Imyourbiggestfan: thanks, no real argument there with regard to Arafat - and I’m keeping away from the USA threads in case I lose my temper completely.
Juba: Yes there are a lot of similarities between Israel and Ireland, but I think you’re confusing the issue. Let’s not forget that Ireland (all of Ireland!) negotiated peaceful autonomy from Britain using the democratic process in 1914. It wasn’t implemented because a minority of people on both sides of the political divide chose violence, which spiralled into a war, leading to partition. The objective was to protect a minority group who saw themselves as being threatened and would have perpetuated the bloodshed in ‘self defense’.
The compromise solution when the rest of Ireland became independent was for N.I. to govern itself and for the people there to work it out for themselves. The troops were only sent in (and direct rule from London reimposed) when they showed that they couldn’t, and most British people were unhappy about it.
It’s all very well to point the finger at the protestants for causing trouble - and I know a great joke about Ian Paisley - but you can’t really blame them for being the descendents of people who were pretty shabbily treated by the power elite of the time. The protestants in NI were transplanted there, without having any say in the matter, by people who had power of life or death over them. Their position, like the modern day Palestinians, is not of their own making.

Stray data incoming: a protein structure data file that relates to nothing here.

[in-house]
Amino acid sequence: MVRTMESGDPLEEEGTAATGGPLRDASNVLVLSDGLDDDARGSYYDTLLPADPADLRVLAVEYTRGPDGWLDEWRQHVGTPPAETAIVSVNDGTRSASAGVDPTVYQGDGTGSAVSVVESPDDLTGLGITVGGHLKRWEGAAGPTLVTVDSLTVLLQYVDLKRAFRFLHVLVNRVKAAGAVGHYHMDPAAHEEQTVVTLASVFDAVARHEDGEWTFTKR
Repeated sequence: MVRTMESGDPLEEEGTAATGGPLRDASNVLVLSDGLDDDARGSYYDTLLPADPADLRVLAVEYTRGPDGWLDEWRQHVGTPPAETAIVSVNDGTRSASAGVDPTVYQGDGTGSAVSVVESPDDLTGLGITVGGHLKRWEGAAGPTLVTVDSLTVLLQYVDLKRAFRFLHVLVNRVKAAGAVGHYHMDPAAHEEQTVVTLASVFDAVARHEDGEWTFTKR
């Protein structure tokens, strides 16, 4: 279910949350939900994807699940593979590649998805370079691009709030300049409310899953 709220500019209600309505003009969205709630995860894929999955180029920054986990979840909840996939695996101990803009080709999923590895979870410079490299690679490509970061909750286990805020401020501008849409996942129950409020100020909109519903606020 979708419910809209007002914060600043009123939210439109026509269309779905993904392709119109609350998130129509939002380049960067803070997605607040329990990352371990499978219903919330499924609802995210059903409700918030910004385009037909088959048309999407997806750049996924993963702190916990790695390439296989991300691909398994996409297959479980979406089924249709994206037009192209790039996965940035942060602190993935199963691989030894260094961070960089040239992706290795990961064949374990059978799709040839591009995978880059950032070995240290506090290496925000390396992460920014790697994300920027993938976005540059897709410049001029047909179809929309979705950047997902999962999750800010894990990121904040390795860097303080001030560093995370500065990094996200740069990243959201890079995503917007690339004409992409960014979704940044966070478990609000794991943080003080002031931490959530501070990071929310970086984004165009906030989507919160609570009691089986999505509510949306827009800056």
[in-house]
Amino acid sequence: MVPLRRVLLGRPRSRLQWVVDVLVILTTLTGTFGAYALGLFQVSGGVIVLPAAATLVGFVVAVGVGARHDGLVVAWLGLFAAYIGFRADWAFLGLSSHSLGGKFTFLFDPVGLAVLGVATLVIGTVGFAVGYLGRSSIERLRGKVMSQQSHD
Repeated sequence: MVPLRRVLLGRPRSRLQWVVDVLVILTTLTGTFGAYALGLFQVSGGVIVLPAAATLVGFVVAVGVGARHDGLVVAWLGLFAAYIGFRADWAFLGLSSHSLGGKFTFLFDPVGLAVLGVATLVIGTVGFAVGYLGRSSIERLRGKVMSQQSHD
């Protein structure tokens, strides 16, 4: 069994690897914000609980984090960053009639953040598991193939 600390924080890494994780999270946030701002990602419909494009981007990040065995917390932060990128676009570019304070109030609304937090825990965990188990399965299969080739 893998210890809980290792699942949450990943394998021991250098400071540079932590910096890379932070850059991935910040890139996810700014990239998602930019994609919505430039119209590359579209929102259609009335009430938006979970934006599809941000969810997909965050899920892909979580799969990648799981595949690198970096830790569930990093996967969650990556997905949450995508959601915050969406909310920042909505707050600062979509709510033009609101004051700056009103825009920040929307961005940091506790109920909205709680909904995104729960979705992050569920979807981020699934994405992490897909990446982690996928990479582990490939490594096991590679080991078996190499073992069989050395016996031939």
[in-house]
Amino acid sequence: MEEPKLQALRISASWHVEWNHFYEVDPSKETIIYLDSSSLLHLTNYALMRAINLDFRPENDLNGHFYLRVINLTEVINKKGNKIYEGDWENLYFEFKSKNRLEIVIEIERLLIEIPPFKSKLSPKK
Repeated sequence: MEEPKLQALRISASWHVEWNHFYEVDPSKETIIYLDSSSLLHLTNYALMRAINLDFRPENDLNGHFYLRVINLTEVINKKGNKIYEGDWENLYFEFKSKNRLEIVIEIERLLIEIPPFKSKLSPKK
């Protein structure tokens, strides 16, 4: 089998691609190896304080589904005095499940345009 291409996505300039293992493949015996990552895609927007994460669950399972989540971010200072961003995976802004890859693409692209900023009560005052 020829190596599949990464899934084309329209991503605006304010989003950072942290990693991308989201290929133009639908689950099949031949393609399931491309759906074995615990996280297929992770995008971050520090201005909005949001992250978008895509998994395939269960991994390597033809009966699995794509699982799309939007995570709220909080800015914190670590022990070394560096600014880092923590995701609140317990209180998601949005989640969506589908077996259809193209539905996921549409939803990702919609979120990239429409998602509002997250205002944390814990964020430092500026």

Britain also mis-handled the creation of the state of Israel, but then again they were under fire from terrorists - sorry, that should read ‘freedom fighters’ - including Ariel Sharon, and anxious to get out of what was really someone else’s problem.
The big difference between the two disputes is that most British and most Irish people have got on with their lives and made friends. There has always been an open border between the two countries, and no one has ever tried to prevent Irish people going to live and work in Britain. Many Irish catholics served in the British armed forces during WWII, and Ireland evolved into the successful republic it is today over several decades without significant (ie military) interference or opposition from Britain.
There is democracy in Ireland, and the actions of a few lunatics on each side should not colour your view of the realities. The people of the Republic of Ireland have agreed democratically, in a free and fair referendum, to give up their territorial claim to NI. They have recognised the real world for what it is, instead of clinging to stupid divisions, and got on with the business of living together peacefully. This wasn’t a concession to Britain’s imperialist fantasies, it was recognition of a reality that needed to be addressed. I know that many Irish people still feel in their hearts that it’s all one Ireland, but they’ve been willing to make a political concession for the sake of peace - peace for someone else - and have my respect for doing so.